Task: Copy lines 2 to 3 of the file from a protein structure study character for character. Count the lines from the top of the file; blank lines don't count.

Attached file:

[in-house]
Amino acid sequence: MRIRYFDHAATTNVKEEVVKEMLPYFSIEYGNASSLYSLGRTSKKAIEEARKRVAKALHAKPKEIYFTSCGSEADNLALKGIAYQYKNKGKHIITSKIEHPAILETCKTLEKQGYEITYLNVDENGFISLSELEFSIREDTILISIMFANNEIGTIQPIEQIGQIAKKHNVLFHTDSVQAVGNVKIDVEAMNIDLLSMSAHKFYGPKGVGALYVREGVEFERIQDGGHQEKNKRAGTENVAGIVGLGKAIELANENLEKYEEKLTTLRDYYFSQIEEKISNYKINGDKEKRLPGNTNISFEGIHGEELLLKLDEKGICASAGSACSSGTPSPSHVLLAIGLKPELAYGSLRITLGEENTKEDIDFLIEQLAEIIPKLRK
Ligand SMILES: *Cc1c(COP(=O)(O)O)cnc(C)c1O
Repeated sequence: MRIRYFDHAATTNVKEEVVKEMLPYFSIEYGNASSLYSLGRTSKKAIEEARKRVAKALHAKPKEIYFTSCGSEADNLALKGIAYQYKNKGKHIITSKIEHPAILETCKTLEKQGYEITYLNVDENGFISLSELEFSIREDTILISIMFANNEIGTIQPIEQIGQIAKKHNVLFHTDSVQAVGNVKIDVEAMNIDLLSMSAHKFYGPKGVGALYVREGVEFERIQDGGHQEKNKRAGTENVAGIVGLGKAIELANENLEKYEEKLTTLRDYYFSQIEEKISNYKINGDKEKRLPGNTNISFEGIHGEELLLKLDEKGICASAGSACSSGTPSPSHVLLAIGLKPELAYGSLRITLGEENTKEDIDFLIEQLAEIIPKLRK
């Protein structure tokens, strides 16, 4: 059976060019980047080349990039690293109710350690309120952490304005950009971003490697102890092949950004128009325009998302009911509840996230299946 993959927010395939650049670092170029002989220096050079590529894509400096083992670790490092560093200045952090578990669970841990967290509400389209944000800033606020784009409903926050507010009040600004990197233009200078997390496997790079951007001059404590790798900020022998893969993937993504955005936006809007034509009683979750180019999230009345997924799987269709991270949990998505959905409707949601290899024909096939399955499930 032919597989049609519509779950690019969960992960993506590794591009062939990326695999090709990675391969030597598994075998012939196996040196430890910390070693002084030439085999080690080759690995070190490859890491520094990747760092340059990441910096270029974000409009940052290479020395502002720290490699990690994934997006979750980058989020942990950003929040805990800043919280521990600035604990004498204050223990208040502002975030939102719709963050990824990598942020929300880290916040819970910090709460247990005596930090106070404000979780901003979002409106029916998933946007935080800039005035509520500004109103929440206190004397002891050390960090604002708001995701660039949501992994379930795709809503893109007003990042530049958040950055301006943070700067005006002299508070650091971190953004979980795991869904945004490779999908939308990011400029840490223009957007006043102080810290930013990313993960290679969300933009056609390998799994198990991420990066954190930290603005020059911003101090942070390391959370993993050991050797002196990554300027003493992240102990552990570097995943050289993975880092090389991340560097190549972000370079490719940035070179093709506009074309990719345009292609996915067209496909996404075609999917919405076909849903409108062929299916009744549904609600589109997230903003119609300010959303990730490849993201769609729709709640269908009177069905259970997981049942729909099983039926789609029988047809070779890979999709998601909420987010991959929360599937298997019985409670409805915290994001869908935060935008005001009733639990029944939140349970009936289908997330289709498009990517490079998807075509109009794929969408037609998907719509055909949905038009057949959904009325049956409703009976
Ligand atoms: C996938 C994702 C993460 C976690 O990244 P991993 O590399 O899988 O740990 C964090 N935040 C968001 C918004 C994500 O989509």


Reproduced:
Amino acid sequence: MRIRYFDHAATTNVKEEVVKEMLPYFSIEYGNASSLYSLGRTSKKAIEEARKRVAKALHAKPKEIYFTSCGSEADNLALKGIAYQYKNKGKHIITSKIEHPAILETCKTLEKQGYEITYLNVDENGFISLSELEFSIREDTILISIMFANNEIGTIQPIEQIGQIAKKHNVLFHTDSVQAVGNVKIDVEAMNIDLLSMSAHKFYGPKGVGALYVREGVEFERIQDGGHQEKNKRAGTENVAGIVGLGKAIELANENLEKYEEKLTTLRDYYFSQIEEKISNYKINGDKEKRLPGNTNISFEGIHGEELLLKLDEKGICASAGSACSSGTPSPSHVLLAIGLKPELAYGSLRITLGEENTKEDIDFLIEQLAEIIPKLRK
Ligand SMILES: *Cc1c(COP(=O)(O)O)cnc(C)c1O